With Heaven, we get a “Studio Classic” that lands smack dab in the middle. I enjoyed the film and think it’s a worthwhile experience, but I wasn’t bowled over by it. The movie does open with a moderately intriguing set-up, as we know the flashback story will go down a negative path. This keeps us involved since we may have suspicions about where it’ll go, but the film keeps us off-balance enough to make things tense. The structure acts as a taut “ticking bomb under the seat”, as we wait for an explosion to eventually occur.

Unfortunately, the story moves awfully slowly. It doles out plot points parsimoniously and only occasionally grants us real moments of intrigue. For example, tidbits related to Ellen’s father or her engagement remain vague enough to pique our interest. It just takes the movie an awfully long time to get where its going, and the film’s final act really drags. The movie doesn’t end with a bang, as it instead whimpers along after the flick’s major dramatic twist occurs.

That zinger is a doozy and demonstrates Ellen’s pathology well. I really like the performance from Tierney, as I think she’s the best thing about the movie. Yes, she acts in a broad manner, but she brings a nicely coy and mysterious air to Ellen. We see something odd beneath the surface but she waits to let out the truth. This leaves us curious to figure out if Ellen’s simply just a little jealous or if there’s something more serious at work.

Unfortunately, the other characters are consistently less interesting. Richard is something of a cipher, as he presents very little personality. He lacks depth or intrigue, so we empathize with his predicament to a degree but don’t much care what happens to him.

Despite some lackluster characters and slow pacing, Leave Her to Heaven creates enough twists and turns to maintain our attention. The film takes some unanticipated paths and benefits from a coldly alluring performance from its lead. Heaven doesn’t qualify as a classic, but it’s an entertaining diversion.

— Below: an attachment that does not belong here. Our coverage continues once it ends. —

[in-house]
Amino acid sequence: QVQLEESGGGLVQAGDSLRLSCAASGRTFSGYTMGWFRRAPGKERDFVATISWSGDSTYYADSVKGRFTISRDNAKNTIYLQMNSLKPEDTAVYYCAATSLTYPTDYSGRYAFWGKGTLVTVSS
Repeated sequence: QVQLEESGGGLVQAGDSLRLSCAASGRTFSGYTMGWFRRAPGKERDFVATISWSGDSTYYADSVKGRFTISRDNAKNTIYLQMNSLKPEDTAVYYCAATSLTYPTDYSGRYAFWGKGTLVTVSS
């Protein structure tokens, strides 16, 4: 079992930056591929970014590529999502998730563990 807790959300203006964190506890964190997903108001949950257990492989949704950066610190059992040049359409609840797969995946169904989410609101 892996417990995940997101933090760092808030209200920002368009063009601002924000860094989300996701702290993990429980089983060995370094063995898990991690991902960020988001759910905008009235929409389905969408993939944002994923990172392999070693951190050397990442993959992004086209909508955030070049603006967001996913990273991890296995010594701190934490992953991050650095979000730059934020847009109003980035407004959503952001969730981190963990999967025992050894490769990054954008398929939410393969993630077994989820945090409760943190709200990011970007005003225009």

The DVD Grades: Picture B-/ Audio C-/ Bonus C+

Leave Her to Heaven appears in an aspect ratio of 1.33:1 on this single-sided, double-layered DVD; due to those dimensions, the image has not been enhanced for 16X9 televisions. A mix of highs and lows meant that although parts of Heaven looked terrific, it lacked consistency.

The main issue stemmed from fairly prominent edge enhancement. Throughout the movie, moderately heavy haloes appeared, and these rendered the film awfully soft at times. It displayed decent delineation at times, but quite a few shots came across as rather ill-defined. I saw no issues connected to jagged edges or shimmering, though, and source flaws were fairly minor. Occasional examples of specks, nicks, marks and blotches appeared, but these stayed well within the realm of acceptability for a nearly 60-year-old flick.

For the most part, hues seemed wonderfully bold and brilliant. The colors of Heaven were frequently a serious treat for the eyes as they virtually leapt off the screen. The movie offered a broad palette and the film displayed these with fine clarity and vividness. We got the slightly unnatural but totally lovely tones that Technicolor did so well. Black levels seemed deep and rich. Shadow detail looked clear and appropriately opaque. Some shots presented terrific visuals, but the general softness created too many concerns for this transfer to merit anything above a “B-“.